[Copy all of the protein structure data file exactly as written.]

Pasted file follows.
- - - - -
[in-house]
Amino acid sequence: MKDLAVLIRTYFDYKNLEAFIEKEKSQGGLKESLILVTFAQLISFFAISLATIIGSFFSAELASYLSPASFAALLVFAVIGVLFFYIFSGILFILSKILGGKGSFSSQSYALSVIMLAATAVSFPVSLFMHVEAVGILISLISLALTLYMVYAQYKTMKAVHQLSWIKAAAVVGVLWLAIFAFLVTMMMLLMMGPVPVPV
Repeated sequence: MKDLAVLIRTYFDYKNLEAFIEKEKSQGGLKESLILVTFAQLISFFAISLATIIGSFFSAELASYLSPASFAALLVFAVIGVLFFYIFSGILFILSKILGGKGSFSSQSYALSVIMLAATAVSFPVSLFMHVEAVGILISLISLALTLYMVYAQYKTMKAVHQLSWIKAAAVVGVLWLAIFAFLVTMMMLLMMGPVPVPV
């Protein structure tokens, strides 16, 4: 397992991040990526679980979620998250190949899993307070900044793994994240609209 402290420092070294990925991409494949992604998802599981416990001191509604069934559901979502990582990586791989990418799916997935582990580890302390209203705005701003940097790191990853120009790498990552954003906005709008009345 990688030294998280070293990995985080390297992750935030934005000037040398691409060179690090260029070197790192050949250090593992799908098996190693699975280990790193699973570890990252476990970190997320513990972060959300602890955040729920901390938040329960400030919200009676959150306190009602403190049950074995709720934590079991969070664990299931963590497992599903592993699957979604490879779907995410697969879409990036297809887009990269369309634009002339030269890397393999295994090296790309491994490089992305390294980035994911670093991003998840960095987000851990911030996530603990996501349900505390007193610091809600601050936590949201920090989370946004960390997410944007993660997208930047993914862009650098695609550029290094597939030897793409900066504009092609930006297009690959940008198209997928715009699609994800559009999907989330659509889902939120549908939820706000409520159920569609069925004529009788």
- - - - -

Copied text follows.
[in-house]
Amino acid sequence: MKDLAVLIRTYFDYKNLEAFIEKEKSQGGLKESLILVTFAQLISFFAISLATIIGSFFSAELASYLSPASFAALLVFAVIGVLFFYIFSGILFILSKILGGKGSFSSQSYALSVIMLAATAVSFPVSLFMHVEAVGILISLISLALTLYMVYAQYKTMKAVHQLSWIKAAAVVGVLWLAIFAFLVTMMMLLMMGPVPVPV
Repeated sequence: MKDLAVLIRTYFDYKNLEAFIEKEKSQGGLKESLILVTFAQLISFFAISLATIIGSFFSAELASYLSPASFAALLVFAVIGVLFFYIFSGILFILSKILGGKGSFSSQSYALSVIMLAATAVSFPVSLFMHVEAVGILISLISLALTLYMVYAQYKTMKAVHQLSWIKAAAVVGVLWLAIFAFLVTMMMLLMMGPVPVPV
């Protein structure tokens, strides 16, 4: 397992991040990526679980979620998250190949899993307070900044793994994240609209 402290420092070294990925991409494949992604998802599981416990001191509604069934559901979502990582990586791989990418799916997935582990580890302390209203705005701003940097790191990853120009790498990552954003906005709008009345 990688030294998280070293990995985080390297992750935030934005000037040398691409060179690090260029070197790192050949250090593992799908098996190693699975280990790193699973570890990252476990970190997320513990972060959300602890955040729920901390938040329960400030919200009676959150306190009602403190049950074995709720934590079991969070664990299931963590497992599903592993699957979604490879779907995410697969879409990036297809887009990269369309634009002339030269890397393999295994090296790309491994490089992305390294980035994911670093991003998840960095987000851990911030996530603990996501349900505390007193610091809600601050936590949201920090989370946004960390997410944007993660997208930047993914862009650098695609550029290094597939030897793409900066504009092609930006297009690959940008198209997928715009699609994800559009999907989330659509889902939120549908939820706000409520159920569609069925004529009788």